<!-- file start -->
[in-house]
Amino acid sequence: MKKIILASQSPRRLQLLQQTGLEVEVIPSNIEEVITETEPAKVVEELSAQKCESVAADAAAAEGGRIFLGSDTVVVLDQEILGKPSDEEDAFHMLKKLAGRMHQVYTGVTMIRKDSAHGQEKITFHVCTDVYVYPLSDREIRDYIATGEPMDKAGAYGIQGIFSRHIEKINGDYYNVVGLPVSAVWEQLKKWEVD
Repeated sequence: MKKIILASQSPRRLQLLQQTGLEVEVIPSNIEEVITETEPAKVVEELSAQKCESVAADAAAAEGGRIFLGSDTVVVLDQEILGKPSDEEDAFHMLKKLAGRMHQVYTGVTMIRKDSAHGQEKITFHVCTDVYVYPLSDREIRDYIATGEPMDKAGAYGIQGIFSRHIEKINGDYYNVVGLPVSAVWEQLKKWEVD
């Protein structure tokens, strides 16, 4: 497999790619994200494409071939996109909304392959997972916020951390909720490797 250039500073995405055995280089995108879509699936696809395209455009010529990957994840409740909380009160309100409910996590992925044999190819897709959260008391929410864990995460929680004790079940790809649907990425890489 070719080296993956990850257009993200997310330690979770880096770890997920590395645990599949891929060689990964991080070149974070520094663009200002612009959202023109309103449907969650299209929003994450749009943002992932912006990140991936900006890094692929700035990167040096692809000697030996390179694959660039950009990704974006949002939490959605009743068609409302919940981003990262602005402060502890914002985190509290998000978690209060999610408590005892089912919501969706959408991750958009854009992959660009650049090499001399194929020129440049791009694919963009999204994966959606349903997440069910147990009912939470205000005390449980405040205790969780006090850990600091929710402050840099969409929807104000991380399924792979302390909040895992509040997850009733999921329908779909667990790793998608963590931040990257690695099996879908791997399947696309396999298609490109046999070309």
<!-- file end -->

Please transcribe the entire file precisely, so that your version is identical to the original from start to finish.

[in-house]
Amino acid sequence: MKKIILASQSPRRLQLLQQTGLEVEVIPSNIEEVITETEPAKVVEELSAQKCESVAADAAAAEGGRIFLGSDTVVVLDQEILGKPSDEEDAFHMLKKLAGRMHQVYTGVTMIRKDSAHGQEKITFHVCTDVYVYPLSDREIRDYIATGEPMDKAGAYGIQGIFSRHIEKINGDYYNVVGLPVSAVWEQLKKWEVD
Repeated sequence: MKKIILASQSPRRLQLLQQTGLEVEVIPSNIEEVITETEPAKVVEELSAQKCESVAADAAAAEGGRIFLGSDTVVVLDQEILGKPSDEEDAFHMLKKLAGRMHQVYTGVTMIRKDSAHGQEKITFHVCTDVYVYPLSDREIRDYIATGEPMDKAGAYGIQGIFSRHIEKINGDYYNVVGLPVSAVWEQLKKWEVD
């Protein structure tokens, strides 16, 4: 497999790619994200494409071939996109909304392959997972916020951390909720490797 250039500073995405055995280089995108879509699936696809395209455009010529990957994840409740909380009160309100409910996590992925044999190819897709959260008391929410864990995460929680004790079940790809649907990425890489 070719080296993956990850257009993200997310330690979770880096770890997920590395645990599949891929060689990964991080070149974070520094663009200002612009959202023109309103449907969650299209929003994450749009943002992932912006990140991936900006890094692929700035990167040096692809000697030996390179694959660039950009990704974006949002939490959605009743068609409302919940981003990262602005402060502890914002985190509290998000978690209060999610408590005892089912919501969706959408991750958009854009992959660009650049090499001399194929020129440049791009694919963009999204994966959606349903997440069910147990009912939470205000005390449980405040205790969780006090850990600091929710402050840099969409929807104000991380399924792979302390909040895992509040997850009733999921329908779909667990790793998608963590931040990257690695099996879908791997399947696309396999298609490109046999070309």